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[hok; Scot. hokh] /hɒk; Scot. hɒx/
Scot. hock1 (defs 1, 2).
verb (used with object)
Scot. to hamstring.
verb (used without object)
British Dialect Obsolete. to clear the throat; hack.
Origin of hough
Middle English word dating back to 1300-50; See origin at hock1 Unabridged
Based on the Random House Dictionary, © Random House, Inc. 2017.
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Examples from the Web for houghed
Historical Examples
  • These were smugglers' horses, clipped to the skin, with houghed manes, and tails and bodies sleek with soft soap.

    The Adventures of Harry Revel

    Sir Arthur Thomas Quiller-Couch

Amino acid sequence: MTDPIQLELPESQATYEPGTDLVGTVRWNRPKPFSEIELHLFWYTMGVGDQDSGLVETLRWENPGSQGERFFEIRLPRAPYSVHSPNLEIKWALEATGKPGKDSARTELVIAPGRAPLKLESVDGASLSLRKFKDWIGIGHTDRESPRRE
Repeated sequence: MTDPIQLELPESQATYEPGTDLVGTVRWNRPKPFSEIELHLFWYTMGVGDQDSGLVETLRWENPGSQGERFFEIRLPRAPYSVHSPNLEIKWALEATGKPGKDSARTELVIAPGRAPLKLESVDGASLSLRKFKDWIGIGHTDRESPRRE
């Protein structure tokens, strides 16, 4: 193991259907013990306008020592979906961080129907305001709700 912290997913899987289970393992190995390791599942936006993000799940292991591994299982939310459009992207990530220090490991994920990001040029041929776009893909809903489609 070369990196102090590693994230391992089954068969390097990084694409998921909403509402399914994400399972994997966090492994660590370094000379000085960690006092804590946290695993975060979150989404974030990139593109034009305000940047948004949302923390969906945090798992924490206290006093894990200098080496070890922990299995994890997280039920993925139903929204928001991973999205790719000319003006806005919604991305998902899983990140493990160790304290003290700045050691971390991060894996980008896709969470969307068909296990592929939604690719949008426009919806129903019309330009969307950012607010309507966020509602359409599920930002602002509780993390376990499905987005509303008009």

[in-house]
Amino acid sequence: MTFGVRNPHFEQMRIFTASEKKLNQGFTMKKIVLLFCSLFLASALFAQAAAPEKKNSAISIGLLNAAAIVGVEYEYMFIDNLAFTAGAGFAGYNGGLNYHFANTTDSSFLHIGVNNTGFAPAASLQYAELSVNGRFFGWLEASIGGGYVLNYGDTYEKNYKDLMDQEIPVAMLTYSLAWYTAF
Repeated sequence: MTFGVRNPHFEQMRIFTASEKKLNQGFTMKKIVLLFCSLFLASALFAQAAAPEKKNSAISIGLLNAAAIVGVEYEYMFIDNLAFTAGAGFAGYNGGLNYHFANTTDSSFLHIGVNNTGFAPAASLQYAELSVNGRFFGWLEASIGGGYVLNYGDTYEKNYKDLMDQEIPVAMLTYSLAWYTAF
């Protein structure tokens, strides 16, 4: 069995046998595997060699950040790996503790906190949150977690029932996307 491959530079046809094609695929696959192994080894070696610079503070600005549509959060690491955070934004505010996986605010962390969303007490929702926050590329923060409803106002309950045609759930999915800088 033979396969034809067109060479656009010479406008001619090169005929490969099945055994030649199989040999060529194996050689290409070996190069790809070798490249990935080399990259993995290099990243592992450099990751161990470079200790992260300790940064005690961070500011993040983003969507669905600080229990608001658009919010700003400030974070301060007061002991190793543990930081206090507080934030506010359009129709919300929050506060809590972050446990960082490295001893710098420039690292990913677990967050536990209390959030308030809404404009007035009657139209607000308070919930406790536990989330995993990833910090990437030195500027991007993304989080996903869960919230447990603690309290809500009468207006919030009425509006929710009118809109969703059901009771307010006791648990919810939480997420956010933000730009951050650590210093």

• Wasn't my grandfather a Tory hunter, who houghed and hanged more bloody Papishes—'

  • Joshua had houghed the horses of the Canaanites, and burned their chariots at Misrephoth-maim.

  • At one signal the horses were to be houghed with these instruments, and the infantry attacked with poniards.

    Letters from Spain Joseph Blanco White
  • The Etonians, in order to secure the ram, houghed him in the Irish fashion, and then attacked him with great clubs.

    The Parent's Assistant Maria Edgeworth
  • MacLaren died, and about the same time his cattle were houghed, and his live stock destroyed in a barbarous manner.

British Dictionary definitions for houghed


another word for hock1
(hɒx). in Scotland, a cut of meat corresponding to shin
verb (transitive)
to hamstring (cattle, horses, etc)
Word Origin
C14: from Old English hōh heel
Collins English Dictionary - Complete & Unabridged 2012 Digital Edition
© William Collins Sons & Co. Ltd. 1979, 1986 © HarperCollins
Publishers 1998, 2000, 2003, 2005, 2006, 2007, 2009, 2012
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